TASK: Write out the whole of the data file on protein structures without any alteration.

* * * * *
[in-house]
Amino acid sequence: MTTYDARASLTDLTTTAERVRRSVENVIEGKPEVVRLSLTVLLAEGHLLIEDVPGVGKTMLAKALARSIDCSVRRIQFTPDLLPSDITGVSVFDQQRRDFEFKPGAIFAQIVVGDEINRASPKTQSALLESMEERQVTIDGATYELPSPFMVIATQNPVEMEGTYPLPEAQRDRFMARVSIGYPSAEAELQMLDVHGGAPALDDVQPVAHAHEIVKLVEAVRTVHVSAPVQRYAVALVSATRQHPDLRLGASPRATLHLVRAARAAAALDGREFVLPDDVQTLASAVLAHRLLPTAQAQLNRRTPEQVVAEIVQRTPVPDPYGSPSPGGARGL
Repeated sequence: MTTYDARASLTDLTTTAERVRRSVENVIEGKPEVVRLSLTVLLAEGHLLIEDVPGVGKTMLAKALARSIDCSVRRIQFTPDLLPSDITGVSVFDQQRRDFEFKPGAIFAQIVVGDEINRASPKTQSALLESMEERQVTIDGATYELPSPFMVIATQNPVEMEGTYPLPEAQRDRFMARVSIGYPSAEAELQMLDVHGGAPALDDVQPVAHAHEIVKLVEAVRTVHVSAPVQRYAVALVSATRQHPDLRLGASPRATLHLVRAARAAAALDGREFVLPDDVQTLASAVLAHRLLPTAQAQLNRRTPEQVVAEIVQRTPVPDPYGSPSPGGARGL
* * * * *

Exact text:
[in-house]
Amino acid sequence: MTTYDARASLTDLTTTAERVRRSVENVIEGKPEVVRLSLTVLLAEGHLLIEDVPGVGKTMLAKALARSIDCSVRRIQFTPDLLPSDITGVSVFDQQRRDFEFKPGAIFAQIVVGDEINRASPKTQSALLESMEERQVTIDGATYELPSPFMVIATQNPVEMEGTYPLPEAQRDRFMARVSIGYPSAEAELQMLDVHGGAPALDDVQPVAHAHEIVKLVEAVRTVHVSAPVQRYAVALVSATRQHPDLRLGASPRATLHLVRAARAAAALDGREFVLPDDVQTLASAVLAHRLLPTAQAQLNRRTPEQVVAEIVQRTPVPDPYGSPSPGGARGL
Repeated sequence: MTTYDARASLTDLTTTAERVRRSVENVIEGKPEVVRLSLTVLLAEGHLLIEDVPGVGKTMLAKALARSIDCSVRRIQFTPDLLPSDITGVSVFDQQRRDFEFKPGAIFAQIVVGDEINRASPKTQSALLESMEERQVTIDGATYELPSPFMVIATQNPVEMEGTYPLPEAQRDRFMARVSIGYPSAEAELQMLDVHGGAPALDDVQPVAHAHEIVKLVEAVRTVHVSAPVQRYAVALVSATRQHPDLRLGASPRATLHLVRAARAAAALDGREFVLPDDVQTLASAVLAHRLLPTAQAQLNRRTPEQVVAEIVQRTPVPDPYGSPSPGGARGL